In order to provide compile-time checking of instance variables, local variables and parameters I added a new annotation to GContracts annotation package: @NullSafe:

@Retention(RetentionPolicy.SOURCE)
@Target({ElementType.FIELD, ElementType.LOCAL_VARIABLE, ElementType.PARAMETER})
public @interface NullSafe {}

In addition, I added the NullSafeASTTransformation which is supposed to do the compile-time checking stuff. To do that, we need a set of rules which enforce null-safety for variables annotated with @NullSafe:

Local Variables, Parameters

Whenever a local variable or a parameter is marked as null-safe, only assignments to

  • constants (except null)
  • other null-safe variables

are allowed. The AST transformation done so far checks for local variables marked with @NullSafe and takes care of valid assignments. Whenever an assignment does not conform to the rules stated above, a compile-time error is thrown. E.g. the following source code snippet fails during compilation:

package tests

import org.gcontracts.annotations.*

class A {

  def some_operation(@NullSafe def param1)  {
     def bla = "test"
     param1 = bla
  }
}

BUG! exception in phase 'semantic analysis' in source unit 'script1281039992077748355994.groovy' param1 must be assigned to NullSafe variables!
	at org.gcontracts.ast.visitor.NullSafeVisitor.visitBinaryExpression(NullSafeVisitor.java:62)

The same applies for local variables:

package tests

import org.gcontracts.annotations.*

class A {
  
  def some_operation()  {
     @NullSafe def bla = "test"
     def otherBla = "test2"

     bla = otherBla
  }
}

package tests

import org.gcontracts.annotations.*

class A {

  def some_operation()  {
     @NullSafe def bla = "test"
     def otherBla = "test2"

     bla = otherBla
  }
}

BUG! exception in phase 'semantic analysis' in source unit 'script12810425282531878012710.groovy' bla must be assigned to NullSafe variables!
	at org.gcontracts.ast.visitor.NullSafeVisitor.visitBinaryExpression(NullSafeVisitor.java:31)

Notice, the last code snippet won’t compile according to the rules defined above, as an assignment of a not-null safe variable to a null-safe variable is not valid. If we want to pass compile-time checks, we simply had to annotate otherBla as @NullSafe.

Instance Variables, Fields

Instance variables need to be assigned to a non-null value whenever the construction of the according object is finished, thus the object complies to the explicit class invariant. Whenever a method is called an assignment to null would trigger a compile-time failure:

package tests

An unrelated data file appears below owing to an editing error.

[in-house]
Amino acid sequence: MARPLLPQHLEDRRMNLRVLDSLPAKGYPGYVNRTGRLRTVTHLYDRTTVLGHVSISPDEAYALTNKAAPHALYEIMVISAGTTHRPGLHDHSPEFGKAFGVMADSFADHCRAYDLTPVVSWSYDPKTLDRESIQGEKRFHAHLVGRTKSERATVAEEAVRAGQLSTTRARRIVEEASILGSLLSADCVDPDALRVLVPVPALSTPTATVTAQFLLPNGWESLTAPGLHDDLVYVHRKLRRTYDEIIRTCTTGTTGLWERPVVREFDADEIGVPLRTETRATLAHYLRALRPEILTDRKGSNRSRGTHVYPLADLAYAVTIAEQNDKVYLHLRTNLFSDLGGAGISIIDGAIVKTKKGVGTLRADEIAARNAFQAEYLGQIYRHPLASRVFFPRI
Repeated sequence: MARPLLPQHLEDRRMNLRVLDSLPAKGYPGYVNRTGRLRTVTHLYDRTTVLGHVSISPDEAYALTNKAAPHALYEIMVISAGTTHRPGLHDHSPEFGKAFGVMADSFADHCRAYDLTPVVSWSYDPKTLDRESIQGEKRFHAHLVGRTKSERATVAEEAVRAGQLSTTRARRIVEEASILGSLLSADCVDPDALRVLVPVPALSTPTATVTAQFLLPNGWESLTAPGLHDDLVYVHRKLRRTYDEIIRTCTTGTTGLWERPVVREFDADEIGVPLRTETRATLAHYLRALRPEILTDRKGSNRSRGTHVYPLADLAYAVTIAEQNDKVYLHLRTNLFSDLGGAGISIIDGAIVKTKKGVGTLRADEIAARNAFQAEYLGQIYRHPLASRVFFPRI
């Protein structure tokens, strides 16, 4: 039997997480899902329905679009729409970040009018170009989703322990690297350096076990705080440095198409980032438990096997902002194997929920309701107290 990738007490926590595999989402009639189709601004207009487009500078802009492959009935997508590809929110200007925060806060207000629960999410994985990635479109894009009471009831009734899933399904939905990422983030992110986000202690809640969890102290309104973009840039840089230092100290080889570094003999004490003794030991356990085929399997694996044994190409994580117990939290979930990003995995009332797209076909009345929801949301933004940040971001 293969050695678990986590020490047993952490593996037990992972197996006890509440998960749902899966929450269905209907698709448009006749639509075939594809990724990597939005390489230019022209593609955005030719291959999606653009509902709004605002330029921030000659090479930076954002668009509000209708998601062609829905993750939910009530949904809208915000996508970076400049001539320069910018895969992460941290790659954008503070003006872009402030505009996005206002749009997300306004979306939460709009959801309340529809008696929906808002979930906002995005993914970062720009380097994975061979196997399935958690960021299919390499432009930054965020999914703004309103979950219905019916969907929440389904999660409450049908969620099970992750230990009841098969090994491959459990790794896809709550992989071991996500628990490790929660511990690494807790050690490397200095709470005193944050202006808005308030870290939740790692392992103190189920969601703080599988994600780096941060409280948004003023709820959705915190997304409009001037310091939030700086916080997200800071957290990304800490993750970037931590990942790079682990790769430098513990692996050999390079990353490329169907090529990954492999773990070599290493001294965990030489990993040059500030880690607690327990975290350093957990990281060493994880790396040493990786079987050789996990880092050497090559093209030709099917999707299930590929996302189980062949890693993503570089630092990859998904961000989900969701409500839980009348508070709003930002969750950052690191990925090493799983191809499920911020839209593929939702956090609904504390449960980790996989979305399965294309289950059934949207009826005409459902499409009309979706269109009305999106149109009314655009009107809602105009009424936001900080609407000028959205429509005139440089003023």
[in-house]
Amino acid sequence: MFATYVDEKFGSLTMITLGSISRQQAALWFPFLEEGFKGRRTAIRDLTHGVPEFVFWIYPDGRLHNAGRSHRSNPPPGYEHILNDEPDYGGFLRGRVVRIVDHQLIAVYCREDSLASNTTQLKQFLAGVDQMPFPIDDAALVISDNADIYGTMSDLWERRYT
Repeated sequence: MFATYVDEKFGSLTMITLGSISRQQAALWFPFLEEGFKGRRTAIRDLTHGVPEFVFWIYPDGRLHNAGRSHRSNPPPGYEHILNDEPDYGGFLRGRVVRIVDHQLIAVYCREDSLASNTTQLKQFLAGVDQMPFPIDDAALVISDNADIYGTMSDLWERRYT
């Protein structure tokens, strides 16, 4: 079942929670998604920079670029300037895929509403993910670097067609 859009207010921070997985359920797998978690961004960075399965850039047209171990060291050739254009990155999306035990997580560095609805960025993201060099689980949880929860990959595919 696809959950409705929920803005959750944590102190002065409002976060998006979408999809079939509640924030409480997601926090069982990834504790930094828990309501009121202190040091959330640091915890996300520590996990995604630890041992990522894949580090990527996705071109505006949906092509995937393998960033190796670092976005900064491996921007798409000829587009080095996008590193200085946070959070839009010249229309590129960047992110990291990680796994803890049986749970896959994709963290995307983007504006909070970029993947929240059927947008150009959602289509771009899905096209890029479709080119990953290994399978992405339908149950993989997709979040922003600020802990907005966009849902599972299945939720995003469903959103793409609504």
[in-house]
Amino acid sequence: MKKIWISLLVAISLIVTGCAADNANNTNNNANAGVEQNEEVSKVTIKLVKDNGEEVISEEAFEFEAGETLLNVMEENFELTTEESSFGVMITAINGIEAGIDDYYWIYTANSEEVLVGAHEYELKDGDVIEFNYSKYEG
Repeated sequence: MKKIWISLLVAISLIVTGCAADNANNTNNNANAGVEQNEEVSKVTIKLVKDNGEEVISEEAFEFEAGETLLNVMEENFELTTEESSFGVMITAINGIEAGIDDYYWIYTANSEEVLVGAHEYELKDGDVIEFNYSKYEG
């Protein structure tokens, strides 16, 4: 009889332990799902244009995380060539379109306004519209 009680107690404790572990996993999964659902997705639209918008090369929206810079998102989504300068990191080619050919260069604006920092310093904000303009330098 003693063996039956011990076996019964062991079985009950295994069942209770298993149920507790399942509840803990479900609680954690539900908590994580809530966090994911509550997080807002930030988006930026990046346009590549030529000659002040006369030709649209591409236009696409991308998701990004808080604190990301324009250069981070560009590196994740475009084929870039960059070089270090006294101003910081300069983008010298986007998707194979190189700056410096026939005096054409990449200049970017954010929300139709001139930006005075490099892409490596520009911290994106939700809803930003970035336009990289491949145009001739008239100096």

import org.gcontracts.annotations.*

class A {

  @NullSafe String myProp

  def A()  {
    myProp = "test"
  }

  def some_op() { myProp = null }
}

BUG! exception in phase 'semantic analysis' in source unit 'script12810407257201736681757.groovy' myProp must be assigned to NullSafe variables!
	at org.gcontracts.ast.visitor.NullSafeVisitor.visitBinaryExpression(NullSafeVisitor.java:59)

Assignments from Non-Void Method Calls

In fact, this is only half the story. Whenever a variable is assigned to the return value of a method, we have no simple way to check at compile-time whether that method returns null. A possible solution for solving this scenario in terms of keeping code null-safe is to specify variable default values via annotation closures (btw: here starts the part I actually did not implement by now, so don’t get confused with the annotation class above):

package tests

import org.gcontracts.annotations.*

class A {

  def some_op() {
      @NullSafe({ "empty" }) def i = "aloha"

      i = some_function()
      // at this point, i will be "empty" not null!
  }

  def some_function() { return null }
}

The default value is assigned only when an assignment to the null-safe variable would result in a null reference.

Annotation closures would provide great flexibility to define arbitrary complex initialization code:


class Address {
    
    @NullSafe({ new City(name: 'dummy') }) City city
    // ... 
}

An alternative approach would be to annotate methods as @NullSafe, which would avoid calling methods not being marked with @NullSafe in null-safe assignments.

What’s next?

That’s it with my experimental @NullSafe feature. I know that this is a naive first approach, but at least its a starting point and I would really appreciate your feedback on this topic either in this article’s comment section or at the Groovy-Dev mailing list [1].

It would be very important to know whether this method works or if it is not applicable in real-world projects from your point of view. One issue is, that although GContracts uses AST transformations, it is not an integral part of the programming language, which could result in e.g. meta- or reflection-calls which make null-safe variables null etc. Just imagine Hibernate injecting null values into @NullSave instance variables – levering null-safe variables immediately . In fact, this is the point I am not completely clear about – does it make sense to introduce such a feature at library/AST transformation level?

[0] GContracts – Project Home Page
[1] Groovy-Dev mailing list @ nabble

Categories: groovy, patterns

GContracts in JavaMagazin 9.2010 (German)

August 5, 2010 1 comment

In der August Ausgabe 9.2010 des JavaMagazins [0] findet sich ein ausf├╝hrlicher Artikel ├╝ber GContracts [1] – eine Groovy Erweiterung f├╝r Design by Contract(tm).

Kaufen und gl├╝cklich(er) werden!

PS: Wenn du mehr ├╝ber GContracts und Programming by Contract wissen m├Âchtest, wirf einen Blick auf den Wiki Artikel “An Introduction to Programming by Contract” [2].

[0] JavaMagazin – August Ausgabe 2010
[1] GContracts @ Github
[2] Github Wiki: An Introduction to Programming by Contract

Categories: gcontracts

Github: An Introduction to Programming by Contract

I just added a new page to GContracts wiki on Github: An Introduction to Programming by Contract

Feel free to contribute or leave me any comments here!

Categories: gcontracts, Intro